MICROSOFT RECENTLY launched its new Chrome OS rival, Windows 10 S, with the caveat that it would only work with Windows Universal Apps, excluding alternative operating systems such as Linux.
This meant that rival browsers such as Chrome would be nixed in favour of Microsoft's half-finished Edge browser.
However, Citrix now believes it has a workaround (someone was going to do it). At its Citrix Synergy event in Orlando, Florida, where the Disneyland comes from, the company announced Citrix Receiver which it claims "opens the door" for Win 32 apps on the stunted OS.
This will, of course, include the world's most popular browser, Google Chrome, which no longer has a ‘tiled' version as it did in Windows 8, mostly because it was shite.
A similar renegade movement has allowed non-Leanback enabled apps to work with Android TV devices, but because they're not designed for horizontal orientation, they sometimes appear sideways.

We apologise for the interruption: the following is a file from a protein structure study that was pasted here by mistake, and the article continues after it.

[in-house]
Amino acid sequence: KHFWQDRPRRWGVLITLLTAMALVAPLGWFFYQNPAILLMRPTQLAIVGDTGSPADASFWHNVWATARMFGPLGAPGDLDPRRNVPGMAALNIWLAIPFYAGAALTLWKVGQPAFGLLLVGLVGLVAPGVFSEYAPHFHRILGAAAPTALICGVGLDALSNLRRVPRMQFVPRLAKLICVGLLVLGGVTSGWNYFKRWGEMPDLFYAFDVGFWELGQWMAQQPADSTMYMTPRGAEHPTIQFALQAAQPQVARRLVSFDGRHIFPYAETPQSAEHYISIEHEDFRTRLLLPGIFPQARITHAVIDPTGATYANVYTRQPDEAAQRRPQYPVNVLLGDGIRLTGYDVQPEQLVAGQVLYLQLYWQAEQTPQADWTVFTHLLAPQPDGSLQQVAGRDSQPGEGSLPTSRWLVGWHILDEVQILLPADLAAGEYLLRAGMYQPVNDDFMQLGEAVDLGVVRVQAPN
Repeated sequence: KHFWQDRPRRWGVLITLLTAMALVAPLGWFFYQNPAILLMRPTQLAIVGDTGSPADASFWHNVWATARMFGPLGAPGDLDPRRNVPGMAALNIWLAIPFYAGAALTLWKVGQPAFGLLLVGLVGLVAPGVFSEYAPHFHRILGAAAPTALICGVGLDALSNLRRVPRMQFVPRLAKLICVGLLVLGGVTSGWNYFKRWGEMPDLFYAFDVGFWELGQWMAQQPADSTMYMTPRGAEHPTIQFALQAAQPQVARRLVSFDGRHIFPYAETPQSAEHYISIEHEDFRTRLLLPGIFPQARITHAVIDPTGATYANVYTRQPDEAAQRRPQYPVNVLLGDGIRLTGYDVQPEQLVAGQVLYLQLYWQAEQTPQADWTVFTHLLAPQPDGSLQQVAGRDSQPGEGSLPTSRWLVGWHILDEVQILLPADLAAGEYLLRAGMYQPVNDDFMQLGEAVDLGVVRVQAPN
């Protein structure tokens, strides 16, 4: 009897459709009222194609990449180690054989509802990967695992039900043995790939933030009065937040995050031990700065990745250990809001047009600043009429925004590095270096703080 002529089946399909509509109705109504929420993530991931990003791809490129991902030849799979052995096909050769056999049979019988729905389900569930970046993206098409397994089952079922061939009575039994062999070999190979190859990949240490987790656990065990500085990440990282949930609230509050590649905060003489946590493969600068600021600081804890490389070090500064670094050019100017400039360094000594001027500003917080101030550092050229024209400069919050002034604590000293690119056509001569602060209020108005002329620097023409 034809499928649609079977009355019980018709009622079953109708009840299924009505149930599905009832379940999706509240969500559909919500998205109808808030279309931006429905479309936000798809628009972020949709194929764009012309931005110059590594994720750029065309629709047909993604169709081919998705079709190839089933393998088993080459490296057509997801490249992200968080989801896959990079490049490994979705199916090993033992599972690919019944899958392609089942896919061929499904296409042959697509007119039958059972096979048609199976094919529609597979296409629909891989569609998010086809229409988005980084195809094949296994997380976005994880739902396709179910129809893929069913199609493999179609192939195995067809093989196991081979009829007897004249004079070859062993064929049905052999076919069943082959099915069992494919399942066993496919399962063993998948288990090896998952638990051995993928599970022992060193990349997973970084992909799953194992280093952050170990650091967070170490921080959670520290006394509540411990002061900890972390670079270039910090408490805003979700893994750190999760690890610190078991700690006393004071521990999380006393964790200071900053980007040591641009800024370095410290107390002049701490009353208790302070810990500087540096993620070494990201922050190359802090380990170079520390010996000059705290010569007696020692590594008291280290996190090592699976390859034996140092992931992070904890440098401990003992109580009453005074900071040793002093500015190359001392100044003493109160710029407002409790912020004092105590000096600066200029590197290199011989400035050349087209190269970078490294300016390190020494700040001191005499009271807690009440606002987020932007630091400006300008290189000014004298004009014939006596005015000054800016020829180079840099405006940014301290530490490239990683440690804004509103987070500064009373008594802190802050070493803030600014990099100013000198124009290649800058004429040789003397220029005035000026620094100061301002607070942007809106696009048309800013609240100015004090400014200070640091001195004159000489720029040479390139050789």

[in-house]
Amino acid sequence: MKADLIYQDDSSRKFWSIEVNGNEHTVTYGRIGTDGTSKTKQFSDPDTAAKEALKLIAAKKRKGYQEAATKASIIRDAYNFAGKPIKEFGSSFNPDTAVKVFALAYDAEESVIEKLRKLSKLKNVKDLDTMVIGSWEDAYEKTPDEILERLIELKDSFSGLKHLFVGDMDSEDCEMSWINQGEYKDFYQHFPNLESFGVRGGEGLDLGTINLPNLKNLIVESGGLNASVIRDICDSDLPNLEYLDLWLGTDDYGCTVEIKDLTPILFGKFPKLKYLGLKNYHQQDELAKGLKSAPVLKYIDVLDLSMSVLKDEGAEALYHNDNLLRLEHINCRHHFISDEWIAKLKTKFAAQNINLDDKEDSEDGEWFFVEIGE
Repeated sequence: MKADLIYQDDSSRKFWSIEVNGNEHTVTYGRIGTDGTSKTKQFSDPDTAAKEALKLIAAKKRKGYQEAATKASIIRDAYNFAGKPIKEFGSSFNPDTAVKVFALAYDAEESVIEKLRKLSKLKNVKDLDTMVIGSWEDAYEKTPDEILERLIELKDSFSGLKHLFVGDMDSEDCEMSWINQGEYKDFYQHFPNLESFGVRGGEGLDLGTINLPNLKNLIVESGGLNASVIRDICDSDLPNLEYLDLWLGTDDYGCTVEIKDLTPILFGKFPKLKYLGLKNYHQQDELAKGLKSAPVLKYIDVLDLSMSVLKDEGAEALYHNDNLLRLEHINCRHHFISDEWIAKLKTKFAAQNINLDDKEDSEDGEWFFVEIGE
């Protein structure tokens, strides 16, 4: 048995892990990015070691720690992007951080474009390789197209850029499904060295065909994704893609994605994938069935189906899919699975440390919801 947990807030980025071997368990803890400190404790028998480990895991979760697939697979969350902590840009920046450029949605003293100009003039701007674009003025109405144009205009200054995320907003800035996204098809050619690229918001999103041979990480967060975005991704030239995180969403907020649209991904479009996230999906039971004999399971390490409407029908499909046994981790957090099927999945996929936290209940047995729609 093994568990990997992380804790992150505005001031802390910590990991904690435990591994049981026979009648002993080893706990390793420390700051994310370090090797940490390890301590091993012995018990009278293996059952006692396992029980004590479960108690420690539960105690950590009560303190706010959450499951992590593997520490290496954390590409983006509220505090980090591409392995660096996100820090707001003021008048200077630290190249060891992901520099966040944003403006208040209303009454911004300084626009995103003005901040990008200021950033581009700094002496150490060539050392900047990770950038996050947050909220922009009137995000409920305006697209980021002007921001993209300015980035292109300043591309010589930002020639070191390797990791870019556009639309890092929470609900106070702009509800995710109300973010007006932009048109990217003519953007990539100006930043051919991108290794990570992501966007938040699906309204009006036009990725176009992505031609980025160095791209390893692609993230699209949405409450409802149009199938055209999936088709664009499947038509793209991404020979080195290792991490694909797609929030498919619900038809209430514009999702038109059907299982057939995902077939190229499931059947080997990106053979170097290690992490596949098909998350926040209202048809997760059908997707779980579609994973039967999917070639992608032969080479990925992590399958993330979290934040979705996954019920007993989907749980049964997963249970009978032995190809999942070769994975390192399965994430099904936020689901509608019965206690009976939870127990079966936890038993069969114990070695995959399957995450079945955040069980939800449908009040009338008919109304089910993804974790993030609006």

Citrix Receiver virtualises using XenApp and XenDesktop, allowing you to use TLS 1.2 to connect with the option of a SecureICA encrypted version.
In the demonstration, the service was shown with full support for features like touch, pinch, zoom and drag and drop. It can also be used for Windows Mobile devices, using Continuum.
Of course, this does require you to have a Citrix Xen environment to connect to and there's no word on if Citrix' generosity extends to providing one for Windows 10 S users. It's not the company's normal target market.
Also, given that Microsoft has seen fit to block Ubuntu and other rival operating systems, it is possible that when they get wind of this, virtualisation devices could be next. Et Tu, Teamviewer?
Windows 10 S has been designed primarily to take on the education market that is so enthusiastically embracing Google's cheap and cheerful Google Chromebooks.
For the average user, however, it will present some serious issues as it doesn't allow much choice outside the Microsoft/Windows/Bing/Office/#killmenow framework and yet will brainwash a whole generation of kids into believing this is normal.
We're expecting Microsoft will push back on Citrix before this saga is done. µ
You can't fault them for speed
Investigation reveals that malicious code was injected into the firm's payment page
Plus the three-for-free
And it's not just on Ubuntu, neither